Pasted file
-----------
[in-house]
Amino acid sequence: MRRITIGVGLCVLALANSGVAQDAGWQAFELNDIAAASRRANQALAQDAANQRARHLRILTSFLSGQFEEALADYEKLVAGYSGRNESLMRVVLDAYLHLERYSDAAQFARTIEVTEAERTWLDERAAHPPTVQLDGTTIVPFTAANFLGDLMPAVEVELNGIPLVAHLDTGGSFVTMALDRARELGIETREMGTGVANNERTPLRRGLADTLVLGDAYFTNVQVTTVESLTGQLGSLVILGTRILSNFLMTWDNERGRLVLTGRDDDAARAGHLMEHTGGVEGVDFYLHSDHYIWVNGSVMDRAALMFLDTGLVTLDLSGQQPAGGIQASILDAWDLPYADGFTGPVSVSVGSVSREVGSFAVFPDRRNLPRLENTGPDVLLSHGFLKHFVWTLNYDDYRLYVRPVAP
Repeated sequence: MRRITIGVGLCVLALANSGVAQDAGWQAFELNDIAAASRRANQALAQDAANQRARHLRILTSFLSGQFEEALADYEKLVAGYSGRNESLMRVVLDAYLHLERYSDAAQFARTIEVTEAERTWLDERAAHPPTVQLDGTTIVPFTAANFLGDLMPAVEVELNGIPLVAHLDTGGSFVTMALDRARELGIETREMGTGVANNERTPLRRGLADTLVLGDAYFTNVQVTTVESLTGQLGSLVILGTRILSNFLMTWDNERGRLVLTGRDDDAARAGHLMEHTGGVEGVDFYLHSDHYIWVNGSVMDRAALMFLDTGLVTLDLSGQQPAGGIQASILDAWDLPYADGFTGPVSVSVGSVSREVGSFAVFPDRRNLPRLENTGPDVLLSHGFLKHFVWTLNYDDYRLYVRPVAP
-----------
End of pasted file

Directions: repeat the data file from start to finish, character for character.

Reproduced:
[in-house]
Amino acid sequence: MRRITIGVGLCVLALANSGVAQDAGWQAFELNDIAAASRRANQALAQDAANQRARHLRILTSFLSGQFEEALADYEKLVAGYSGRNESLMRVVLDAYLHLERYSDAAQFARTIEVTEAERTWLDERAAHPPTVQLDGTTIVPFTAANFLGDLMPAVEVELNGIPLVAHLDTGGSFVTMALDRARELGIETREMGTGVANNERTPLRRGLADTLVLGDAYFTNVQVTTVESLTGQLGSLVILGTRILSNFLMTWDNERGRLVLTGRDDDAARAGHLMEHTGGVEGVDFYLHSDHYIWVNGSVMDRAALMFLDTGLVTLDLSGQQPAGGIQASILDAWDLPYADGFTGPVSVSVGSVSREVGSFAVFPDRRNLPRLENTGPDVLLSHGFLKHFVWTLNYDDYRLYVRPVAP
Repeated sequence: MRRITIGVGLCVLALANSGVAQDAGWQAFELNDIAAASRRANQALAQDAANQRARHLRILTSFLSGQFEEALADYEKLVAGYSGRNESLMRVVLDAYLHLERYSDAAQFARTIEVTEAERTWLDERAAHPPTVQLDGTTIVPFTAANFLGDLMPAVEVELNGIPLVAHLDTGGSFVTMALDRARELGIETREMGTGVANNERTPLRRGLADTLVLGDAYFTNVQVTTVESLTGQLGSLVILGTRILSNFLMTWDNERGRLVLTGRDDDAARAGHLMEHTGGVEGVDFYLHSDHYIWVNGSVMDRAALMFLDTGLVTLDLSGQQPAGGIQASILDAWDLPYADGFTGPVSVSVGSVSREVGSFAVFPDRRNLPRLENTGPDVLLSHGFLKHFVWTLNYDDYRLYVRPVAP